Updated Jan 29, 2020 - Economy

Goldman Sachs holds its first investor day

Goldman Sachs logo

Photo: Ramin Talaie/Corbis via Getty Images

For the first time in its 151-year history, Goldman Sachs, the storied investment bank, opened its doors to investors and others for a day of presentations about its various business lines — and how it has been remaking itself.

Why it matters: David Solomon has been CEO for just more than a year, and under him, the bank has pivoted toward the mass market and making other strategic moves that could have a big effect on the evolution of modern banking.

The takeaway: For the first time, the firm released earnings targets and talked openly and in detail about its plans and aspirations — aiming in part to appease shareholders who want to see Goldman's stock price rise.

  • Among the targets: at least 13% return on equity within three years (vs. 10% in 2019) and an efficiency ratio — a measure of how well banks manage costs relative to revenue — of approximately 60% (lower is better; the figure was 68% last year).
  • Top priorities include expanding the 3-year-old consumer bank, Marcus, which has so far attracted 5 million customers, $60 billion in deposits and $7 billion in loans, which include balances on its Apple-branded credit card. (Those numbers are teeny in the world of big consumer banks.)
  • This year, Marcus will introduce wealth management and investment options; checking will come in 2021.
  • Other big GS plans: to expand payment processing for companies and other large institutions (a division called "transaction banking") and widen adoption of Marquee, an online data and analytics tool for institutional investors.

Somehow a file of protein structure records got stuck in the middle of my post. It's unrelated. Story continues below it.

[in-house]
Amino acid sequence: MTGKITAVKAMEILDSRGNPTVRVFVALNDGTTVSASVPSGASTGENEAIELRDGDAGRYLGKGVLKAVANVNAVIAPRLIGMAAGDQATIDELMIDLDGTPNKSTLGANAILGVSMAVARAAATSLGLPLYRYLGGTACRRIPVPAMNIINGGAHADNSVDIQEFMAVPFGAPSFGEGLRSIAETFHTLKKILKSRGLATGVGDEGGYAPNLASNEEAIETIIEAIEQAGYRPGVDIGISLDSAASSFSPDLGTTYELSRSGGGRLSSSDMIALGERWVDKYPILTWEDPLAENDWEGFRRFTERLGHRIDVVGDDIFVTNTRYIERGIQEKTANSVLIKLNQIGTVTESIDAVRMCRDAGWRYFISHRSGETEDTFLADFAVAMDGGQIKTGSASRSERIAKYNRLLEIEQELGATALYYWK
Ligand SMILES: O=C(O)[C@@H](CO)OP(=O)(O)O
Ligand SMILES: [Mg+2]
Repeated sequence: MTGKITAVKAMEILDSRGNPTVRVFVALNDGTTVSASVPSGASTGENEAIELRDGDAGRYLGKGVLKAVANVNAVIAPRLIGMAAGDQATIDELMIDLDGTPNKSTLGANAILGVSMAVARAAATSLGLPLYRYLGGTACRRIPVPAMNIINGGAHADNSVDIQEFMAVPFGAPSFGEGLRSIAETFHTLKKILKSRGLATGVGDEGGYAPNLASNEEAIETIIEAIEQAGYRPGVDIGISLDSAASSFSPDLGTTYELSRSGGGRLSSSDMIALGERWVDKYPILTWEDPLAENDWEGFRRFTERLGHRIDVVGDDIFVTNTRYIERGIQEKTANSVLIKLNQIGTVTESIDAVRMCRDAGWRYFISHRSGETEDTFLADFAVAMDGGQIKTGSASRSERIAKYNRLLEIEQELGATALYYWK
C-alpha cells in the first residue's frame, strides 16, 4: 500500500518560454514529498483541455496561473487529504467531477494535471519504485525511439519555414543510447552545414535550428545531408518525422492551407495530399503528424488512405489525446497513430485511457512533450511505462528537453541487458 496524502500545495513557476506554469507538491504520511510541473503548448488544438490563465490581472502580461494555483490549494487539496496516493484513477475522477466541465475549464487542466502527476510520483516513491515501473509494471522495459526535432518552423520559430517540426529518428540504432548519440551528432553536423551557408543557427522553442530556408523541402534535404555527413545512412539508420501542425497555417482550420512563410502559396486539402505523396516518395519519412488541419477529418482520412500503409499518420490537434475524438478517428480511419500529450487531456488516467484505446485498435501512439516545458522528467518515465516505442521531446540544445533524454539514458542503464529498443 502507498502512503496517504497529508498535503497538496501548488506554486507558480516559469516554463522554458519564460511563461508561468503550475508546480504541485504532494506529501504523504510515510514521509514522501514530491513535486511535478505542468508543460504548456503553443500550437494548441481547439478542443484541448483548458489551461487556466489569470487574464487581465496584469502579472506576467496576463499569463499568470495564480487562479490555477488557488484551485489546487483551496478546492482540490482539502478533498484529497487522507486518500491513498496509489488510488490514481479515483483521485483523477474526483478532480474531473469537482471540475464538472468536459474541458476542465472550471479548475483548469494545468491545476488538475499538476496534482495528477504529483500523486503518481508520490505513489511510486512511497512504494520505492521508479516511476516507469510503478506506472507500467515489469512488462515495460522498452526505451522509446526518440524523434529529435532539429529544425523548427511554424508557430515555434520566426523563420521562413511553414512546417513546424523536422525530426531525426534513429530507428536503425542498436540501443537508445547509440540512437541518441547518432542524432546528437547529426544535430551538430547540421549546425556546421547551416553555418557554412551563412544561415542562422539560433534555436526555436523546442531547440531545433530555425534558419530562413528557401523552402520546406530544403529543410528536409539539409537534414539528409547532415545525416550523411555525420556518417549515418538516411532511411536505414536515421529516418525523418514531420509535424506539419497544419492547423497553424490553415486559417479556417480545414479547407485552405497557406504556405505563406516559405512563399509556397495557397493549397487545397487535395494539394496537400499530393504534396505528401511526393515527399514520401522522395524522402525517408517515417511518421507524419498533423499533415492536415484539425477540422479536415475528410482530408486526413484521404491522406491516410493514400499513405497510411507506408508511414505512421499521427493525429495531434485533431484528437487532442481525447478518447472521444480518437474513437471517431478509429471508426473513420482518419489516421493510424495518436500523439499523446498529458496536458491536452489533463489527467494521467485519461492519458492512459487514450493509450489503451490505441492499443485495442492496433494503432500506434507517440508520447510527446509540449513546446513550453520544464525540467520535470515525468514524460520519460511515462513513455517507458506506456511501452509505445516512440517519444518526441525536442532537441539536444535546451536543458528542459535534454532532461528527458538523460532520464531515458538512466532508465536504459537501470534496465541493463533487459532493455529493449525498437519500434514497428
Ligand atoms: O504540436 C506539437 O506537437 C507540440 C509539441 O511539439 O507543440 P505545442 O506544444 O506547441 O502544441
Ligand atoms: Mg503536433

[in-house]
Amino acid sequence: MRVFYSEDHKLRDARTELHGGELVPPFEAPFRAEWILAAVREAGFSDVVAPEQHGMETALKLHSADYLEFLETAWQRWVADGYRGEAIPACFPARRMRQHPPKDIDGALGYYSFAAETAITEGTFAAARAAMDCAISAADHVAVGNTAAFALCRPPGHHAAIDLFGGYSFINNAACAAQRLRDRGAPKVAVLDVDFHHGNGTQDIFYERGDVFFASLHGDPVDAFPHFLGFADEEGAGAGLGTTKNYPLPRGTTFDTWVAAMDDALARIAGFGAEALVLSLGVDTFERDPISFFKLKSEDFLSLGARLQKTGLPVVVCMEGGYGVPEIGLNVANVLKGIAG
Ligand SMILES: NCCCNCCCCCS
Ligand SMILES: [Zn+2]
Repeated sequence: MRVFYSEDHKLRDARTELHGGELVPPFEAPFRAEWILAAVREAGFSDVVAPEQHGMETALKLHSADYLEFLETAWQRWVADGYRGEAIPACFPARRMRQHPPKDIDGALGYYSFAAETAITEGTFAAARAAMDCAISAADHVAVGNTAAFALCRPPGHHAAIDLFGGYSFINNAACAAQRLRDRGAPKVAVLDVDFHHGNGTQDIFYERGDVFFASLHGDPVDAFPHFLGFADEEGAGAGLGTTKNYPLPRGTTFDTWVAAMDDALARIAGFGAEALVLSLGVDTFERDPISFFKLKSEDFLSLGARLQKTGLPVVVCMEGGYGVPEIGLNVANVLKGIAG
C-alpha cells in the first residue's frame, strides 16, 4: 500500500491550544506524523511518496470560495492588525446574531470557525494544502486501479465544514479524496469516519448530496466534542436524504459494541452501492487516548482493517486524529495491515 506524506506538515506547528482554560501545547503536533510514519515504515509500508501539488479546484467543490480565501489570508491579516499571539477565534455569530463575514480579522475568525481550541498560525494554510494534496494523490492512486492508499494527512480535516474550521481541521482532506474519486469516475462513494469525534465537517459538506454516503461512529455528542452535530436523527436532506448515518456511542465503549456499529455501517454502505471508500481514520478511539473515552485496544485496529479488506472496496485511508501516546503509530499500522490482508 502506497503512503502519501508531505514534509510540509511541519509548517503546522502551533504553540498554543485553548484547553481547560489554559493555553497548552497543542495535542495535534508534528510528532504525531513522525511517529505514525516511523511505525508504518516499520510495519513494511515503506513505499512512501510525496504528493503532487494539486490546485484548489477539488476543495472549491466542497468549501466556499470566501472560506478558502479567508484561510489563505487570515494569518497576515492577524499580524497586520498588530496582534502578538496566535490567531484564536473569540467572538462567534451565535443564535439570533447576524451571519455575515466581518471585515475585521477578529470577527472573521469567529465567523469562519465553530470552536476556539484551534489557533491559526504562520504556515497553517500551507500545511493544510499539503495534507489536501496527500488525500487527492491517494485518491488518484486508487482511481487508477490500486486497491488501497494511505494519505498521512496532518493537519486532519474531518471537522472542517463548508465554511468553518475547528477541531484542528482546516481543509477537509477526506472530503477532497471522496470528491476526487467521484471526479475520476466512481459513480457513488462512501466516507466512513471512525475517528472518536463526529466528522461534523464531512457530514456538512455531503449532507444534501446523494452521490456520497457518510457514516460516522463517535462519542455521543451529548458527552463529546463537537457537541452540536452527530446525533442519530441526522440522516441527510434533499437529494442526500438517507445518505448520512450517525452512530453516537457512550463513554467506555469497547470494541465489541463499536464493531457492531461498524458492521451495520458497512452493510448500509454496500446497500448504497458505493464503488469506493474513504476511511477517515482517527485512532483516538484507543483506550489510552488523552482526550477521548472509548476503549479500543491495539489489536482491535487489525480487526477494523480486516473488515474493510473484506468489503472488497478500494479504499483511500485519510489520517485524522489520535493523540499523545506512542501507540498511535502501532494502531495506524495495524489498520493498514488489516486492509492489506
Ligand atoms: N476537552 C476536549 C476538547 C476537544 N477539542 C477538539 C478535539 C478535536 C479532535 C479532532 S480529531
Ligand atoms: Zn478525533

• Goldman is hiring hundreds of financial advisers globally to ramp up its money management business.
  • The firm will spend $750 billion over the next decade on "sustainable economic growth."

"One Goldman Sachs," a motto and initiative that Solomon started on his first day as CEO, was a constant refrain among the day's speakers. In his opening remarks, Solomon called it a "firmwide effort to simplify the way to engage with our clients and deliver all of our capabilities in a more holistic fashion."

  • "The whole industry grew up in selling products in silos," Solomon said, adding that this mentality has to change.
  • "This is a very important pivot," not just for Goldman, but for the whole industry.

Yes, but: Some analysts asked Solomon whether tinkering with businesses like investment banking and M&A — where the firm is the market leader — made sense.

  • Solomon said Goldman was aiming for "more consistent and durable revenues."
  • And: "Investment banking is truly the front end of Goldman Sachs. And a key element of our firmwide strategy is improving the access that the rest of the firm has to this great corporate franchise."

Another question — addressed to a panel on sustainability — was how talk about enlightened policies squared with the Malaysian corruption scandal that cost the firm money and reputation last year.

  • Solomon said earlier in the day that the so-called 1MDB scandal made him "acutely aware of how the actions of a few” could mar a company’s brand.

The bottom line: The "new" Goldman, with a relaxed dress code and a CEO who moonlights as a D.J., says it's committed to transparency, long-term growth and putting clients first.

  • “Our purpose is to advance sustainable economic growth and financial opportunity," Solomon said. "We are proud advocates for capitalism.”

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